Investor network FAIRR has released a report examining whether the meat and dairy industries are doing their fair share to facilitate climate change mitigation.
The network — which claims to represent investors with $25 trillion in assets under management — published data that it describes as the world’s only comprehensive sustainability assessment of large meat, fish, egg, and dairy producers.
Based on its Coller FAIRR Protein Producer Index, the network concludes that 86% of major meat and dairy suppliers are failing to declare, or set meaningful reduction targets, for greenhouse gas emissions – making it difficult for household brands to meet their own climate commitments.
However, FAIRR claims that suppliers to the two consumer brands include companies such as Cherkizovo Group, Fujian Sunner, and Seaboard Corporation – none of which have declared their greenhouse gas emissions or publicly announced targets to reduce them, the network said.
FAIRR’s index monitors 60 publicly-listed companies that are involved with animal protein production. Companies are ranked against 10 environmental, social, and governance factors including emissions, deforestation, antibiotic use, working conditions, and investment in alternative proteins. Each one is labeled as ‘low risk,’ ‘medium risk,’ ‘high risk,’ or ‘best practice’ based on these scores.
A few companies did receive high marks from FAIRR: Norwegian fish farmers Mowi, Canadian packaged proteins firm Maple Leaf Foods, and Faroese aquaculture player Bakkafrost are the index’s top three performers for 2020 and the only companies that FAIRR ranks as low risk for investors.
Breaking down the numbers
FAIRR provides data on how companies performed overall in each ranking category. When it comes to animal welfare, 68% of companies FAIRR indexed are ranked as high risk, with more poultry and egg companies categorized as high risk than companies working with any other protein.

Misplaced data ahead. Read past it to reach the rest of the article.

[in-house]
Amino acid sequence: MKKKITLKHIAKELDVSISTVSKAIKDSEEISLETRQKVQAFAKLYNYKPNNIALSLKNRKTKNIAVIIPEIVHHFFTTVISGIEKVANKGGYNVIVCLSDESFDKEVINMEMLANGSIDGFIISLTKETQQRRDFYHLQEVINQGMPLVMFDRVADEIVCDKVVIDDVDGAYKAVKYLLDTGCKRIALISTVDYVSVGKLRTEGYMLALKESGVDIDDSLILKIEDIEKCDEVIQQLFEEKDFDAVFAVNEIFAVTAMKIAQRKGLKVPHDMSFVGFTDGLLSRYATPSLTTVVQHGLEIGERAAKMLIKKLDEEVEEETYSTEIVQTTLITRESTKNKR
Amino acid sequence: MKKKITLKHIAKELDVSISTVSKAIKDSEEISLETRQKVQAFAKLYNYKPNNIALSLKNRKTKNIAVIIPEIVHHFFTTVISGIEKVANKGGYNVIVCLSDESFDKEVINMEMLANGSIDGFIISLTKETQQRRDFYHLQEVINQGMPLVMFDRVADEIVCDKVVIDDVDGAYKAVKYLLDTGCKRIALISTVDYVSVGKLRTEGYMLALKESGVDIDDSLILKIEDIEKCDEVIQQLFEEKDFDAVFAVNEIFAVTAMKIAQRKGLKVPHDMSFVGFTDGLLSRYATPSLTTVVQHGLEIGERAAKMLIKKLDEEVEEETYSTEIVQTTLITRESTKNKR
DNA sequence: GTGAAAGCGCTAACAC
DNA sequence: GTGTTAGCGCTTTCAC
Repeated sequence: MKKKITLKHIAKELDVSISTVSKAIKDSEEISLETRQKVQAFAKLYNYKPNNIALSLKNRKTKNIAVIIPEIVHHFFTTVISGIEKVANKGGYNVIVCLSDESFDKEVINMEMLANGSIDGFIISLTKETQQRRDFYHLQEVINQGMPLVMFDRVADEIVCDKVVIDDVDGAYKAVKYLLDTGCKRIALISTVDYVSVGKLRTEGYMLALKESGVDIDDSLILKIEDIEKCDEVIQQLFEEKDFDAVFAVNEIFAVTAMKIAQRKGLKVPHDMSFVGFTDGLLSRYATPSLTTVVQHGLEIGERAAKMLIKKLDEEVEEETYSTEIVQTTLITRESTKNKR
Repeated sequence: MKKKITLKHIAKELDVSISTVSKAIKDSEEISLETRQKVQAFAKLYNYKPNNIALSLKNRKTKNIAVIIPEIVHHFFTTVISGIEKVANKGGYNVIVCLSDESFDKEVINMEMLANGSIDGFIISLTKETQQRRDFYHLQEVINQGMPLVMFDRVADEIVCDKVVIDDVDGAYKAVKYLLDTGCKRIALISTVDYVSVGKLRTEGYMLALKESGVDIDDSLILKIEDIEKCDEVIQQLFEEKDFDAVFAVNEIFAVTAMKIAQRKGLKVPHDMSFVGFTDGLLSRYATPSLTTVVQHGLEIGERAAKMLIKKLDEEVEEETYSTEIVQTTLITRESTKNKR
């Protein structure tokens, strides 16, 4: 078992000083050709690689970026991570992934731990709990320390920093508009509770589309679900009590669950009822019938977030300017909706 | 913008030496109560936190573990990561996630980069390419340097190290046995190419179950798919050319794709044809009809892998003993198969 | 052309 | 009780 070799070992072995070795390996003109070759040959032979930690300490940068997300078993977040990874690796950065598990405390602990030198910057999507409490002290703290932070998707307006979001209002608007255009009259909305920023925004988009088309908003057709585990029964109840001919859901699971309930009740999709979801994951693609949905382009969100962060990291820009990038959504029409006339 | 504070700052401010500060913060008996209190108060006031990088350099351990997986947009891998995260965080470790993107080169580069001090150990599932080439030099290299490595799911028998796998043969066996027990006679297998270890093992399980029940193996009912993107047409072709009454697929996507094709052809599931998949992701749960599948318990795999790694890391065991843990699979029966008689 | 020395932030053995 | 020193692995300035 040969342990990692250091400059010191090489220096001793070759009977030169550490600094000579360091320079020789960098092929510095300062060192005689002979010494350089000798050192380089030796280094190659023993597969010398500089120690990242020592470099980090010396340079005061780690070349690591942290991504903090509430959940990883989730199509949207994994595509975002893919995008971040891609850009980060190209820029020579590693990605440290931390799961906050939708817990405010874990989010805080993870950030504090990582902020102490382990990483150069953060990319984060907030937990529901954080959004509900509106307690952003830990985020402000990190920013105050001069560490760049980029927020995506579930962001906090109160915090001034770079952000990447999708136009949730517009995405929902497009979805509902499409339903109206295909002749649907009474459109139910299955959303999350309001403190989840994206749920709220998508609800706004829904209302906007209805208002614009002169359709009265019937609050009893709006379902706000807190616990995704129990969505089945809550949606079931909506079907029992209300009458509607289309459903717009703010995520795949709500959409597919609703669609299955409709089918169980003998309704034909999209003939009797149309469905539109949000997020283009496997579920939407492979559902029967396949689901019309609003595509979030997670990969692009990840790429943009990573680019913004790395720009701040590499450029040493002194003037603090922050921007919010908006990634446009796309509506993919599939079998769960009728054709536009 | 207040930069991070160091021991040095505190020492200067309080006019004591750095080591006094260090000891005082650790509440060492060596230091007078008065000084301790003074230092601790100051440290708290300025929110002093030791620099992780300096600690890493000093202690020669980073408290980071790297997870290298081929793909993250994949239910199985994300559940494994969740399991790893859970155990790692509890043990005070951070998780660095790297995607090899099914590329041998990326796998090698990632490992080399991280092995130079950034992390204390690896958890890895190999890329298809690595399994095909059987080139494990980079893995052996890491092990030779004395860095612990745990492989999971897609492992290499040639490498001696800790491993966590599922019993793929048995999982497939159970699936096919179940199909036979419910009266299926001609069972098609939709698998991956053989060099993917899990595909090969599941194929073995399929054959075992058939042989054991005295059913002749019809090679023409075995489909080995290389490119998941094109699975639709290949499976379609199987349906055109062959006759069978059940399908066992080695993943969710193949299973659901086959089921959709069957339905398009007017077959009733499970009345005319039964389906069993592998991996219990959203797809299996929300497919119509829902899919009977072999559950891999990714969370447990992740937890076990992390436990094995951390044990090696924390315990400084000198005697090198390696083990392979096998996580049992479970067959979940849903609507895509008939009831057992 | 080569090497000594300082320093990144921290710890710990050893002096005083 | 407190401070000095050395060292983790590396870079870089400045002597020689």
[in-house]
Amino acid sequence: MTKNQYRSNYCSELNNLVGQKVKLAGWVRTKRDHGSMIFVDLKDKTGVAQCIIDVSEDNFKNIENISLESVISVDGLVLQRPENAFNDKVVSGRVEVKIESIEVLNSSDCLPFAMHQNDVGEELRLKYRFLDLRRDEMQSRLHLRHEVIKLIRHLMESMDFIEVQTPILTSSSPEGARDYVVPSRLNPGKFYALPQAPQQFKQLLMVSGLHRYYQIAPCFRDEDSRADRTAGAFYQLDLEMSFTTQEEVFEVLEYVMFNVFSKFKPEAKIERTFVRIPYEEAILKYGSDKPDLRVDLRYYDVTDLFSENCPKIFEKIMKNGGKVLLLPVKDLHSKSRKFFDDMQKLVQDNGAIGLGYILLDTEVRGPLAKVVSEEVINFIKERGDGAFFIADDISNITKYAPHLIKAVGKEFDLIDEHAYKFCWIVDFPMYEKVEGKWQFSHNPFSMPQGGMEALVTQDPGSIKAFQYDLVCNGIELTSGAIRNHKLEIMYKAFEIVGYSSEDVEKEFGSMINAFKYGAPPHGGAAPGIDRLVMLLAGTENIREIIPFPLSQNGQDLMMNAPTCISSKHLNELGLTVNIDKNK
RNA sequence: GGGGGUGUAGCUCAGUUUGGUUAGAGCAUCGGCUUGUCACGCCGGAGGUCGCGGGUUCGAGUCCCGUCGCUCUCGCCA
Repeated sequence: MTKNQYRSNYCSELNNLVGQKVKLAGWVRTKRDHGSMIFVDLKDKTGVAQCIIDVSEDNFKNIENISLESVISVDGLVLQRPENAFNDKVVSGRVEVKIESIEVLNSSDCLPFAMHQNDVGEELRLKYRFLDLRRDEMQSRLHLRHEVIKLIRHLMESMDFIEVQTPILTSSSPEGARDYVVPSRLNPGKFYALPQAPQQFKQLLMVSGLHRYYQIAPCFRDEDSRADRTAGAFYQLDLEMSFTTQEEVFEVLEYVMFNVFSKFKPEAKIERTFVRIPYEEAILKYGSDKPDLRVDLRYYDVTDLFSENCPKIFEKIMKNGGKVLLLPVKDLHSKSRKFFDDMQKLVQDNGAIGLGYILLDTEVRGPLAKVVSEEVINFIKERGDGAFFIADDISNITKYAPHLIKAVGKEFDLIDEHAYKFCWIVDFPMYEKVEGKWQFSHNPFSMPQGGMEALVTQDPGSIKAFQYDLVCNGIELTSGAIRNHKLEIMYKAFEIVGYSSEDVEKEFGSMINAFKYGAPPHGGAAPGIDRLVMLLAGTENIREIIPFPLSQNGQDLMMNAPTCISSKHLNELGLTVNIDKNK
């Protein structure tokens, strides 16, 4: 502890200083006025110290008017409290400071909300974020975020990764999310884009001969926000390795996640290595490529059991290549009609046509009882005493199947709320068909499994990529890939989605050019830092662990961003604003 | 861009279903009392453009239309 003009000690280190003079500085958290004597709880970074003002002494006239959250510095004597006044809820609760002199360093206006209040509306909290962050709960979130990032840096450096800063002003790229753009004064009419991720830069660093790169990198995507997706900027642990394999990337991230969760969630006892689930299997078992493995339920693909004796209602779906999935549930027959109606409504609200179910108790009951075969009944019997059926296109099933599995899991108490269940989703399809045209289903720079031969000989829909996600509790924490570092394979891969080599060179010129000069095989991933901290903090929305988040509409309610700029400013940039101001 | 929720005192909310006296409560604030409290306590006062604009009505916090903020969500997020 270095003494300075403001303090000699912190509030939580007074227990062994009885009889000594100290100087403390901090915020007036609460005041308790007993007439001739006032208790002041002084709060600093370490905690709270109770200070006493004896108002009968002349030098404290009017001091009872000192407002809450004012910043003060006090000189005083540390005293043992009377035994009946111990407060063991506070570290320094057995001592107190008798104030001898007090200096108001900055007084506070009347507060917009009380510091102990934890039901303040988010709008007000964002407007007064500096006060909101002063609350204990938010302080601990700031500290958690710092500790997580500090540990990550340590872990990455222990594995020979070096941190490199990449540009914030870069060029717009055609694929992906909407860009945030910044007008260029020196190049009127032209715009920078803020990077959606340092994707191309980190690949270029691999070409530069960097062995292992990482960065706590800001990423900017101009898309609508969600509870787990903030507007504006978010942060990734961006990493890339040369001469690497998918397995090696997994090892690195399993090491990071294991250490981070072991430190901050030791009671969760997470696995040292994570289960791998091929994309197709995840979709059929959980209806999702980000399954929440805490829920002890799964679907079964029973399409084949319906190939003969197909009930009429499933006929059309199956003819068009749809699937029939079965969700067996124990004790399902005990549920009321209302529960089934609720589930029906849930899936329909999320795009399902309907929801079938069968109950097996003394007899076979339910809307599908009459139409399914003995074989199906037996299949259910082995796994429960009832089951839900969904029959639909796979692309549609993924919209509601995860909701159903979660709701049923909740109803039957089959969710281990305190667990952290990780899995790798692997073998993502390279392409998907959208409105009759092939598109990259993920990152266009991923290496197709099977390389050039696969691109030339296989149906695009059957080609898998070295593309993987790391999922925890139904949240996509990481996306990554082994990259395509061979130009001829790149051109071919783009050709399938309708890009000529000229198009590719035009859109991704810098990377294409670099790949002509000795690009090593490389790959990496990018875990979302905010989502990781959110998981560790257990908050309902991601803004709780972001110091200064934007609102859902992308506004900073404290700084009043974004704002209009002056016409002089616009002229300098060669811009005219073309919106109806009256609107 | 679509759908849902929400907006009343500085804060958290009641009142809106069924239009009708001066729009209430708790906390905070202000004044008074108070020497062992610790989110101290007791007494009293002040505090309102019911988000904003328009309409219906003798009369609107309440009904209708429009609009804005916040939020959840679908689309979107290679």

Only eight companies in this year’s index were ranked as low risk by FAIRR – and many still offer no disclosure on animal welfare metrics, according to the investor network.
The study also describes 73% of animal protein companies as high risk with regards to pandemic-related criteria. Earlier this year, FAIRR called out food industry giants — including several key McDonald’s suppliers — for posing a high pandemic risk due to practices like ‘factory farming,’ concentrated animal feeding operations, and an over-reliance on antibiotics.
Seventy percent of the companies ranked by FAIRR were categorized as high risk in terms of ‘antibiotic stewardship,’ though the network added that four companies in its index have begun disclosing antibiotic use data this year.
For wastewater management and handling of potential pollutants, all but one of the 50 indexed companies ranked as high risk. Nearly three-quarters were categorized as presenting a high deforestation risk by FAIRR.
Of the indexed companies, 57% are considered as presenting a ‘high risk’ to investors due to working conditions, with just 28% of the companies having worker representatives on their health and safety committees, according to FAIRR.
Analyzing alternative protein
Last year, FAIRR researched whether major food companies are being proactive enough offering more alternative protein options. It named Unilever, Tesco, Nestlé, Marks & Spencer, and Conagra as making the most progressive steps, while Amazon — via its Whole Foods subsidiary — and Costco were among the least proactive.
At the time, more than 87% of retailers had ramped up their own-brand plant-based product offerings, while 64% of companies had added phrases like ‘plant-based’ or ‘vegan’ to their annual reporting or quarterly earnings calls.
Today’s report states there has been a 46% increase in the number of companies meeting best practices on alt-proteins: 22 companies in 2020 compared to 15 in 2019 and five in 2018. Maple Leaf Foods was the only business to earn a 100% score from FAIRR on this criteria; it has set a target of hitting $3 billion in plant-based protein sales by 2029.
This is not the first time that an investor-oriented organization has taken aim at the meat and dairy industries. In 2018, New York’s state pension fund penned a letter to McDonald’s warning it about “potential financial and reputational risks associated with [the chain’s] chicken welfare practices.” Earlier this year, BlackRock CEO Larry Fink told companies in the investment firm’s portfolio that it will be “increasingly disposed to vote against management and board directors when [they] are not making sufficient progress on sustainability-related disclosures and the business practices and plans underlying them.”